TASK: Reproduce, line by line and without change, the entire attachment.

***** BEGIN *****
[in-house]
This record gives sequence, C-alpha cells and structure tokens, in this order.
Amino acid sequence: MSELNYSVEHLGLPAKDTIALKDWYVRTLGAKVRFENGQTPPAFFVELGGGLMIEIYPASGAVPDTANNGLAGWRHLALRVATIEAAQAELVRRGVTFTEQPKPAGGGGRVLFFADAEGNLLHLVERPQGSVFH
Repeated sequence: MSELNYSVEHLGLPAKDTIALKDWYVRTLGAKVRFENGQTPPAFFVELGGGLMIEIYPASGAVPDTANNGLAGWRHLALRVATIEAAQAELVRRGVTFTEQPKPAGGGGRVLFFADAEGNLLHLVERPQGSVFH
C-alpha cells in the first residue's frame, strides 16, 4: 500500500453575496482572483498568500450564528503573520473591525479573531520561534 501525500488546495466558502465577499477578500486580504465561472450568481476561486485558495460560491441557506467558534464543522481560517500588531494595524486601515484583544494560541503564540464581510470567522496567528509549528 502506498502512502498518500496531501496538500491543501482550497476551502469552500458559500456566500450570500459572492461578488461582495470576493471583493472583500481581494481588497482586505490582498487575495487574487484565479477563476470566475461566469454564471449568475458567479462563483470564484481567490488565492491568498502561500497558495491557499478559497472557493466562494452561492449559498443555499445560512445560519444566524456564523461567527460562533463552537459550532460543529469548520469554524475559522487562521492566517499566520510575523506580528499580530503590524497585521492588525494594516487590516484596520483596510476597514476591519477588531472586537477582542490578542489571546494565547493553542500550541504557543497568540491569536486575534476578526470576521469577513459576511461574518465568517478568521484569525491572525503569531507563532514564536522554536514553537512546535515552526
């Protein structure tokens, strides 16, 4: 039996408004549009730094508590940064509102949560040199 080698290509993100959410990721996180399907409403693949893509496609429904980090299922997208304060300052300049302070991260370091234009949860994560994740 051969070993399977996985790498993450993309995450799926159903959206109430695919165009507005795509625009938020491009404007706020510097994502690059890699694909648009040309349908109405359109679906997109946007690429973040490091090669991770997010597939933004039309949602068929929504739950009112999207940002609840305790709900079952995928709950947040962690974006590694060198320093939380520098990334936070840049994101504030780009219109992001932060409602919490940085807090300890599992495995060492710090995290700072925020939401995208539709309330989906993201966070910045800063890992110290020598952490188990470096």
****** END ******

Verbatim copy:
[in-house]
This record gives sequence, C-alpha cells and structure tokens, in this order.
Amino acid sequence: MSELNYSVEHLGLPAKDTIALKDWYVRTLGAKVRFENGQTPPAFFVELGGGLMIEIYPASGAVPDTANNGLAGWRHLALRVATIEAAQAELVRRGVTFTEQPKPAGGGGRVLFFADAEGNLLHLVERPQGSVFH
Repeated sequence: MSELNYSVEHLGLPAKDTIALKDWYVRTLGAKVRFENGQTPPAFFVELGGGLMIEIYPASGAVPDTANNGLAGWRHLALRVATIEAAQAELVRRGVTFTEQPKPAGGGGRVLFFADAEGNLLHLVERPQGSVFH
C-alpha cells in the first residue's frame, strides 16, 4: 500500500453575496482572483498568500450564528503573520473591525479573531520561534 501525500488546495466558502465577499477578500486580504465561472450568481476561486485558495460560491441557506467558534464543522481560517500588531494595524486601515484583544494560541503564540464581510470567522496567528509549528 502506498502512502498518500496531501496538500491543501482550497476551502469552500458559500456566500450570500459572492461578488461582495470576493471583493472583500481581494481588497482586505490582498487575495487574487484565479477563476470566475461566469454564471449568475458567479462563483470564484481567490488565492491568498502561500497558495491557499478559497472557493466562494452561492449559498443555499445560512445560519444566524456564523461567527460562533463552537459550532460543529469548520469554524475559522487562521492566517499566520510575523506580528499580530503590524497585521492588525494594516487590516484596520483596510476597514476591519477588531472586537477582542490578542489571546494565547493553542500550541504557543497568540491569536486575534476578526470576521469577513459576511461574518465568517478568521484569525491572525503569531507563532514564536522554536514553537512546535515552526
């Protein structure tokens, strides 16, 4: 039996408004549009730094508590940064509102949560040199 080698290509993100959410990721996180399907409403693949893509496609429904980090299922997208304060300052300049302070991260370091234009949860994560994740 051969070993399977996985790498993450993309995450799926159903959206109430695919165009507005795509625009938020491009404007706020510097994502690059890699694909648009040309349908109405359109679906997109946007690429973040490091090669991770997010597939933004039309949602068929929504739950009112999207940002609840305790709900079952995928709950947040962690974006590694060198320093939380520098990334936070840049994101504030780009219109992001932060409602919490940085807090300890599992495995060492710090995290700072925020939401995208539709309330989906993201966070910045800063890992110290020598952490188990470096």